What are they thinking? How do they feel? These questions went through my head as I looked at the men staring back at us, mostly with blank expressions, a couple scowling. Possibly. Then again it could have been guilt on my part. I was in a caravan of luxury tour buses filled with mainly white folks weaving its way through the devastated areas of New Orleans. I was in town along with some 400 others for the annual conference of the Consortium of Endowed Episcopal Parishes, a club of affluent and influential churches in the United States. I was one of the few people of color in the meeting and I got to go because my partner is a rector of an endowed church.
My discomfort is nothing new. Five months after Hurricane Katrina ravaged New Orleans and coastal towns of Mississippi, the Christian Science Monitor reported about new bus tours.
Indeed, controversy has surrounded the start-up of for-profit tours in the midst of the Gulf Coast recovery. Some residents are offended to have their personal loss on display. And there have been scattered reports of rude tourists trespassing on property or callously taking close-up pictures as people sort through the rubble of their former lives.
The Daily Telegraph also had an article about the burgeoning trade.
EVERY morning Isabelle Cossart sets off in her white minibus to pick up tourists from their hotels to take them on a tour of the Big Easy and its swampy surroundings.
She has followed the same routine for 27 years. But in recent weeks her guests have headed into more controversial territory as they bump around an area that is not mentioned on any of the city’s tourist maps: the Lower 9th Ward, the mainly black and poor neighbourhood that was all but levelled by Hurricane Katrina.
Mrs Cossart’s Open City Disaster Tour has caused controversy that goes to the heart of the debate over the future of New Orleans. For some Americans it stirs memories of the outcry in New York when soon after the September 11 attacks vendors set up their stalls near the debris of the World Trade Centre’s Twin Towers to sell video footage and photographs of their collapse.
It also rekindles the debate over other disaster zones and battlefields, such as Soweto and Dubrovnik, which went swiftly from being headline news to essential destinations on the discerning traveller’s itinerary. With emotions running high over the city’s plans to demolish thousands of houses in the Lower 9th, some hurricane survivors raking through the ruins of their homes have bridled as the minibuses drive by.
However, Mrs Cossart defends her tour as a way of projecting the awfulness of what happened and keeping the needs of New Orleans in the public eye. For $49 ( pounds 27), clients are given a three- hour tour starting in the relatively unscathed French Quarter and ending at one of the breaches in the levee system that allowed the waters to flood in.
“I am accused of voyeurism and taking advantage of victims’ misery,” she said. “But this is the largest natural disaster in American history. People want to see what is left. It is not voyeurism; it’s human nature.”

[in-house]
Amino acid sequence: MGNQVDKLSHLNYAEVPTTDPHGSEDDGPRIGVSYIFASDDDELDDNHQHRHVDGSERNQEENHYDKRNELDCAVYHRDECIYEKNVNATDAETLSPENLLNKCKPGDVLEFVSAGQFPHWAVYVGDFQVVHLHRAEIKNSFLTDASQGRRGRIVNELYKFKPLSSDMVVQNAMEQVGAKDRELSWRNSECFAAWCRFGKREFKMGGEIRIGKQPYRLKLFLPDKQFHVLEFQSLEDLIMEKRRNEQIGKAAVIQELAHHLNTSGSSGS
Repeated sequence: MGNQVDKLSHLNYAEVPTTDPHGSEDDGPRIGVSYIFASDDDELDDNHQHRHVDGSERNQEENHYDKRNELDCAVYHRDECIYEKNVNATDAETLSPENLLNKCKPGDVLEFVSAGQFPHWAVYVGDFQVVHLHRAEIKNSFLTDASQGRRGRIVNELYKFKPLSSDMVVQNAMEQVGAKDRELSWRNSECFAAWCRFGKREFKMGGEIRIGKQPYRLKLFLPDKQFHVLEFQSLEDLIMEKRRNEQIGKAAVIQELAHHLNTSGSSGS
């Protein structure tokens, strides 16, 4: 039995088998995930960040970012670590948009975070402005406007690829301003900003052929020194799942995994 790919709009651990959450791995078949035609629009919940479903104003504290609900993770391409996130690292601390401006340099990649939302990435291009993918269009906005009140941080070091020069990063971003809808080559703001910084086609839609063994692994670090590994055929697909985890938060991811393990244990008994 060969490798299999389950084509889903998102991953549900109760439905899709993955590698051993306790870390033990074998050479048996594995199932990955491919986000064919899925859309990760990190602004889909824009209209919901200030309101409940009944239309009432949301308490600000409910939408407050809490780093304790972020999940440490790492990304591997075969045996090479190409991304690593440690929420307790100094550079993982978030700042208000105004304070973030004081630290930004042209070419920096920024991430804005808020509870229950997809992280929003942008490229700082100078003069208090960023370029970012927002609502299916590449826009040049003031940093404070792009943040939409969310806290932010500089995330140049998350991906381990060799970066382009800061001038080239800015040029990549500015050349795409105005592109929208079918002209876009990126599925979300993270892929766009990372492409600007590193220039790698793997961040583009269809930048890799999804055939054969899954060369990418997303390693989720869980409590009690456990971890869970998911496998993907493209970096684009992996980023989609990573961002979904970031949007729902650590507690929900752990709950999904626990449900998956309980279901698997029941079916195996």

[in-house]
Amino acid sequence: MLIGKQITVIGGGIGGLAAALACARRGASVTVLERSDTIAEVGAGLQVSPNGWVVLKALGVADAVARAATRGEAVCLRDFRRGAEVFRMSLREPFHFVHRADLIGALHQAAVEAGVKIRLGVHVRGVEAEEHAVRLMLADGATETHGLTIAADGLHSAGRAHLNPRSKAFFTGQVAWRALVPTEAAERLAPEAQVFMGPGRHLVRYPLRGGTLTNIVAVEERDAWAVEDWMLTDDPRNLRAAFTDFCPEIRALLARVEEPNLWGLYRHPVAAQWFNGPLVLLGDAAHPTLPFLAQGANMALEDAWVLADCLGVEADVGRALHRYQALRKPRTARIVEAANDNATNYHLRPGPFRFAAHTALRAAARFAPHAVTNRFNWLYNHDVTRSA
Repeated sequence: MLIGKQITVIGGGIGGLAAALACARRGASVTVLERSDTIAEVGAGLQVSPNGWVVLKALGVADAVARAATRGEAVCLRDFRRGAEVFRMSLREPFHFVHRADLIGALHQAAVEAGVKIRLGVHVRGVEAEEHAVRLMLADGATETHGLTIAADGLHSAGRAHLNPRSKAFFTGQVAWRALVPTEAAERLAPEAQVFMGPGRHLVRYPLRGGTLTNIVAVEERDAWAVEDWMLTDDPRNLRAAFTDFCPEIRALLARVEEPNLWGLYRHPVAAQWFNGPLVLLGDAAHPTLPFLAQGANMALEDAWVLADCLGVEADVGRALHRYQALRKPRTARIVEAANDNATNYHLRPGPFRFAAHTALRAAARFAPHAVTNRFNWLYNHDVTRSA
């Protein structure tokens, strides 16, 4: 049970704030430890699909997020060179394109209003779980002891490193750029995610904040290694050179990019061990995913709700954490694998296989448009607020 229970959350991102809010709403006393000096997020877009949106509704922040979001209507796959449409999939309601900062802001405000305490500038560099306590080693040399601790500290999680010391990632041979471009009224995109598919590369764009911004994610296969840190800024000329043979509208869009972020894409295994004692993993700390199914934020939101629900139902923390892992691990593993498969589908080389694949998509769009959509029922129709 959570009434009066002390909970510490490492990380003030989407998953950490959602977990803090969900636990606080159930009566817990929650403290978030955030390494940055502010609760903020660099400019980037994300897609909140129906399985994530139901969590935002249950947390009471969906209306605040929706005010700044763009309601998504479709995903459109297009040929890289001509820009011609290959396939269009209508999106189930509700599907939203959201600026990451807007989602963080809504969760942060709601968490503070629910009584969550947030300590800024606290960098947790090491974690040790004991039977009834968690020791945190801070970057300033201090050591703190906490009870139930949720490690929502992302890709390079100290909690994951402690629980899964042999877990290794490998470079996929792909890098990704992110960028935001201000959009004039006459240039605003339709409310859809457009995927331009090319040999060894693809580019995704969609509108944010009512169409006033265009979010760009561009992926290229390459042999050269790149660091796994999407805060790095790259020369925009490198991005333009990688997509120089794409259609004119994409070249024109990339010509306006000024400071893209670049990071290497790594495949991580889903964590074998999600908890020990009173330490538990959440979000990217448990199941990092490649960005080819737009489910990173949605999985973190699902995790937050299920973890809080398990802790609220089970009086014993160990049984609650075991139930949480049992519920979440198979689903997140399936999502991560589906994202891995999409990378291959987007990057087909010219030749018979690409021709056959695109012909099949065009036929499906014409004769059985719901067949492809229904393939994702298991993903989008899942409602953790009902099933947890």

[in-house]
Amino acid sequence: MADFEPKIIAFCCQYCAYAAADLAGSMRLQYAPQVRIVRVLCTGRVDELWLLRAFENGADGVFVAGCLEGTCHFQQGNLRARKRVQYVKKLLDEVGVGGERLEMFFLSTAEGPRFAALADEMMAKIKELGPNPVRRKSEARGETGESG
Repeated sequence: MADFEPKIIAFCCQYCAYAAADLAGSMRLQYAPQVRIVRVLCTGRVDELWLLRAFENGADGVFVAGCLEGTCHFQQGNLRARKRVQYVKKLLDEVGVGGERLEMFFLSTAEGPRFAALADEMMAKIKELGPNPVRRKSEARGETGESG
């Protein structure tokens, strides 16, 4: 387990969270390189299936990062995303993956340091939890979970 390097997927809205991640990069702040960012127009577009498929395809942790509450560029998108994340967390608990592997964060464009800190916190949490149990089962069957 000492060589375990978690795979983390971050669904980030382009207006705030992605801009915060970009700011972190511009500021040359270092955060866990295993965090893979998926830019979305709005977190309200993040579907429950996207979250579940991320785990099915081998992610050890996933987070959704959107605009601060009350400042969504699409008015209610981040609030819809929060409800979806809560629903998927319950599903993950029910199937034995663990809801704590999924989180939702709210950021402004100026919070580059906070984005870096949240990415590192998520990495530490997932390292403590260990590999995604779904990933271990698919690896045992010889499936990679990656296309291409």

There are those who argue that employment and much needed revenue are generated by this kind of tourism. Moreover, it sustains awareness of the gargantuan problems that still plague New Orleans.
Our tour guide, an idealistic and peppy native who came back from serving in Africa to help rebuild her hometown, assured us that we were very much welcome and that people in the Lower Ninth Ward and other devastated areas are grateful for the thousands of well-meaning volunteers that still come. We were introduced to a beneficiary of our generosity, a congregation that sprung out of an abandoned Walgreens. A representative sang the praises of volunteers who shower attention on the children.
Perhaps. Perhaps the African American men staring back at us are used to the tour buses and inspired groups who’ve come to hand out sandwiches, gut houses and build brightly colored eco-friendly homes. Perhaps they are grateful for the strangers that persist in coming and going. Or perhaps some ask where were you before Katrina? As the Episcopal Bishop of Louisiana reminded us after the tour, this did not start with Katrina – this goes back to Reconstruction and the Jim Crow South. It has its foundation in American slavery.
Perhaps some are asking why are we still living in abject poverty and despair? In this country of great wealth and power? Why is our governor denying federal assistance for those who need it most? Or perhaps they have stopped asking.
I can only speculate as our buses did not stop along the route that we might talk and meet these men that stared at us. Neither did I bother to return as I had stuff to do. There were the French Quarter and Garden District to discover as well as jambalaya, gumbo and muffaletta sandwiches to be had. I had much to see like the woman in front of me who asked the concierge which are the best tours? The plantation tours, jazz tours, swamp tours, the cemetery and gris-gris tours or the Hurricane Katrina tours? The concierge suggested a plantation tour in the morning and a Katrina tour in the afternoon. And she told me how to get on a trolley which would take me to Commander’s Palace for turtle soup, veal pie and the best bread pudding in Nawlins. It was worth the trip.
Image from Geek Gestalt.